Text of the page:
What “other events in the city” require closing off a street and a commuter parking lot for four days, consume $18,000 of City services, and generate over $300,000 of gross revenue, Mr. Hamilton?

When it comes to TOPR, Hamilton seems to be following the path of least resistance that was cleared, graded and paved by his predecessors Hock and Schuenke.  And that’s not a ringing endorsement under any circumstances.


The final opportunity for the COW to have its way with the pooch involves a modification to the City’s liquor license recommended by the City’s Liquor License Review Board to permit the sale of individual bottles and cans of beer in containers smaller than 32 ounces.

Apparently in recognition that an increasing number of craft and import beers come in 22- and 24-ounce containers, the Liquor Board recommended such 1-off sales, but only if…wait for it…the beer  in those containers is sold at room temperature rather than cold.

The silliness of the Liquor Board’s discussion needs to be read to be appreciated, but our favorite comes from Liquor Board member Anthony Amelio who – according to the draft minutes of that Board’s September 16th meeting – opposes the sale of cold beer because “a person buying one can may only be able to afford that one can and that it would or could simply be drunk in the car before leaving the parking lot.”

See what we mean?

Apparenlty what passes for reasoning by the Liquor Board is that, by selling only warm beer in individual cans or bottles, a potential inebriate of modest means will be deterred from drinking it in his/her car before driving away from the parking lot.  But if he/she can afford a six-pack, that can be bought cold and chugged down before hitting the road.  Or he/she can buy a whole quart, cold – or spring for a half-pint of some distilled spirit that can be enjoyed at any temperature.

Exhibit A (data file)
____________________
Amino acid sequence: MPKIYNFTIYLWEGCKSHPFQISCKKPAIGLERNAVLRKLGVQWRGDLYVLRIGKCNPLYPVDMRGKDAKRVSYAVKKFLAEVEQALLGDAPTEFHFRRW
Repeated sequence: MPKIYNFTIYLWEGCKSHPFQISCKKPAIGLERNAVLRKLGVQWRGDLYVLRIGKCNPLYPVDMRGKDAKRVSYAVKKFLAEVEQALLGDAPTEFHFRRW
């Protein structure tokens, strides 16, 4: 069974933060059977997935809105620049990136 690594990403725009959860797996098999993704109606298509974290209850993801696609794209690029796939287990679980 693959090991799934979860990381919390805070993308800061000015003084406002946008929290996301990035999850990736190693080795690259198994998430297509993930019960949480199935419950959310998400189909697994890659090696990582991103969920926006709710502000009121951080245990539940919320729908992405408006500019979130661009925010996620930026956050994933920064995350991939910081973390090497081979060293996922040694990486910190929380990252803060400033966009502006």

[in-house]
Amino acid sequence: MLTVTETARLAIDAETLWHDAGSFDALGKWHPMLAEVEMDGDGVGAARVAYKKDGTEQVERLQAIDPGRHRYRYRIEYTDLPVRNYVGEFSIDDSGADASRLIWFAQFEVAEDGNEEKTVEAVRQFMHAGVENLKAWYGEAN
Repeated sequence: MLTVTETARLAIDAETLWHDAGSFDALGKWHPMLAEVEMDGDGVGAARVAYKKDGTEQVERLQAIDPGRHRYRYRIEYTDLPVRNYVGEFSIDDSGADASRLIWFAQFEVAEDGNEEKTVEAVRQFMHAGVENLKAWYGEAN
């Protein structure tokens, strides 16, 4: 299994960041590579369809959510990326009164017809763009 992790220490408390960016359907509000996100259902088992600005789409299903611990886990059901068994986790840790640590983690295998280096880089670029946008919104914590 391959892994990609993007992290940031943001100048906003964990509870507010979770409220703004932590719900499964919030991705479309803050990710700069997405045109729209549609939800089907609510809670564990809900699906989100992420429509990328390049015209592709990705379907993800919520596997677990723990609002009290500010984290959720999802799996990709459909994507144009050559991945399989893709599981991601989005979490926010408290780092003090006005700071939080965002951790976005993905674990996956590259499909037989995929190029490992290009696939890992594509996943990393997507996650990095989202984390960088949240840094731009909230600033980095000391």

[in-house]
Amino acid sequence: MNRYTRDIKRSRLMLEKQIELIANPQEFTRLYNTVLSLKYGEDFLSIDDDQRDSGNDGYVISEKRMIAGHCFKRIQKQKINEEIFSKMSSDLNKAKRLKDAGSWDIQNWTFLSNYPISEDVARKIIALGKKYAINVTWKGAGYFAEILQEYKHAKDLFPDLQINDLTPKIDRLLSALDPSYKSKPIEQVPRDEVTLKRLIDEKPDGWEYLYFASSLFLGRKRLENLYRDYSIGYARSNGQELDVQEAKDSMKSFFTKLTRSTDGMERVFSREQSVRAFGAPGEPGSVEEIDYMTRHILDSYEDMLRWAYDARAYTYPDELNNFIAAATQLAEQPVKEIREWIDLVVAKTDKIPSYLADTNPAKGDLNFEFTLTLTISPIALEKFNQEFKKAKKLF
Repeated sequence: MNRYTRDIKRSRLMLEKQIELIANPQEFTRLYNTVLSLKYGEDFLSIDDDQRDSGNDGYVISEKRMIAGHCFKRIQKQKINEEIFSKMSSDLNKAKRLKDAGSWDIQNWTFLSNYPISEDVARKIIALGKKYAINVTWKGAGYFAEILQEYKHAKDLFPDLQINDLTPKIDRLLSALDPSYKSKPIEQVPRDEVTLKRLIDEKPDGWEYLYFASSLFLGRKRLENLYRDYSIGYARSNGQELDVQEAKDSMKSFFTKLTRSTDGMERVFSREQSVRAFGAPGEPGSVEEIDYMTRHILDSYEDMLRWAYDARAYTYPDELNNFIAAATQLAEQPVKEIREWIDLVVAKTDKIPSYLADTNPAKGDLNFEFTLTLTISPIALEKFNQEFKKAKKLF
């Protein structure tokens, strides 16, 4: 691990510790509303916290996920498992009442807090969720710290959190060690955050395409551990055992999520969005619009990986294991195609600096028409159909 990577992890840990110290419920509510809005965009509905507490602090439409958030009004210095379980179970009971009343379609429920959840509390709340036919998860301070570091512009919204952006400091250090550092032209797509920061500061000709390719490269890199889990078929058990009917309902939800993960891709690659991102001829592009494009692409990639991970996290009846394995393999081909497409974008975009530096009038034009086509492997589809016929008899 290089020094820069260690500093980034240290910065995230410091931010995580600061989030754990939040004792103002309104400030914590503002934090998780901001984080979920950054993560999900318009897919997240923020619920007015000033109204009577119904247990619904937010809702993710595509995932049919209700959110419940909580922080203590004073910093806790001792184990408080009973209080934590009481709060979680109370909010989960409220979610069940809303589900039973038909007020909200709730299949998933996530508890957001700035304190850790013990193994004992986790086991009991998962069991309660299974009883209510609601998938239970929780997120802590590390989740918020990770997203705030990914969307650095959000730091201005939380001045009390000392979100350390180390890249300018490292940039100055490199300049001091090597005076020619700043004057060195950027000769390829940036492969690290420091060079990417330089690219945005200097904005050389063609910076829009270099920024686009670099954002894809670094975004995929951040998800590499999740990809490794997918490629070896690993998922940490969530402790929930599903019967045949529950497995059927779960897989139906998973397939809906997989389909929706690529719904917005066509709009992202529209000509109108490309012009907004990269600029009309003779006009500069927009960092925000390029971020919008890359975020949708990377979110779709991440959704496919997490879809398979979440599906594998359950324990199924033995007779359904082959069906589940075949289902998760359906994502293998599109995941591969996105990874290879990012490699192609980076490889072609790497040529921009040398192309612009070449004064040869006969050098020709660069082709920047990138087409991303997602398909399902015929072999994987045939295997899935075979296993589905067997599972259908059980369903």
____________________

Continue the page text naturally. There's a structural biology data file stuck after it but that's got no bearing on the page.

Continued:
As we said: silly, silly, silly.

And, oh, that poor, poor, poor pooch.

UPDATE (09.24.13); Corrected (09.25.13)  From Monday night’s meeting:

Procedures & Regulation chair, Ald. Marc Mazzuca, led a lengthy discussion on bidding.  He repeated some of his prior comments about how flawed the process and its implementation has been.  Not surprisingly, City Mgr. Hamilton defended the process and its implementation by staff, all the while lobbying for a return of the purchasing agent position.

The result: Hamilton and City Attorney Everett “Buzz” Hill were asked to produce a revised Section 2-9-9 of the City Code that reflects this Council’s expressed desire to make competitive bidding the go-to process rather than something Staff constantly seeks to avoid; and Hamilton is supposed to try to be a better gatekeeper for purchasing decisions in order to avoid recurrences of the boondoggles we identified.  Hamilton also is supposed to produce an analysis of whether the purchasing agent position can be funded via a budget transfer during the current FY 2013-14.

A contract revision for TOPR 2014 was tabled in favor of Hamilton coming back to the Council with a special events policy that can be applied to all community special events, including TOPR.  The question was raised why TOPR should be treated any differently than other community events – to which we reiterate: “What ‘other events in the city’ require closing off a street and a commuter parking lot for four days, consume $18,000 of City services, and generate over $300,000 of gross revenue?”

Cooooooool beer here!  One of the shortest discussions of the night led to an amendment – by Ald. Dan Knight (5th) – of the  proposed ordinance to strike all “at room temp” references; and the ordinance, as amended, passed unanimously.

To read or post comments, click on title.

6 comments so far

Are you schizo about the whole Hamilton thing??? I mean in this post (and many others) you hammer on Hamilton.

Yet in a reply to a poster a few threads ago you stated “……so it would be up to the Council to decide whether the City Manager should start exploring a joint venture/consortium with other city managers to determine whether there is enough interest and money to get beyond Stage 1”.

Based on YOUR reading of the situation he has not even handled these two relatively small (dollar wise) issues. If you are right, how on earth can you suggest he be trusted with investigating something as complex and with the financial implications of a project of developing a water system?? If he is not even capable of dealing with TOPR how is he capable of dealing with other City Managers with the idea of building a joint venture.

EDITOR’S NOTE: We “hammer on Hamilton” because we still believe he is salvagable. We aren’t suggesting he be “trusted” to make such a decision to go forward with such a project, or even to recommend it – just that he might be trusted to explore whether there is enough interest from other communities to justify further investigation.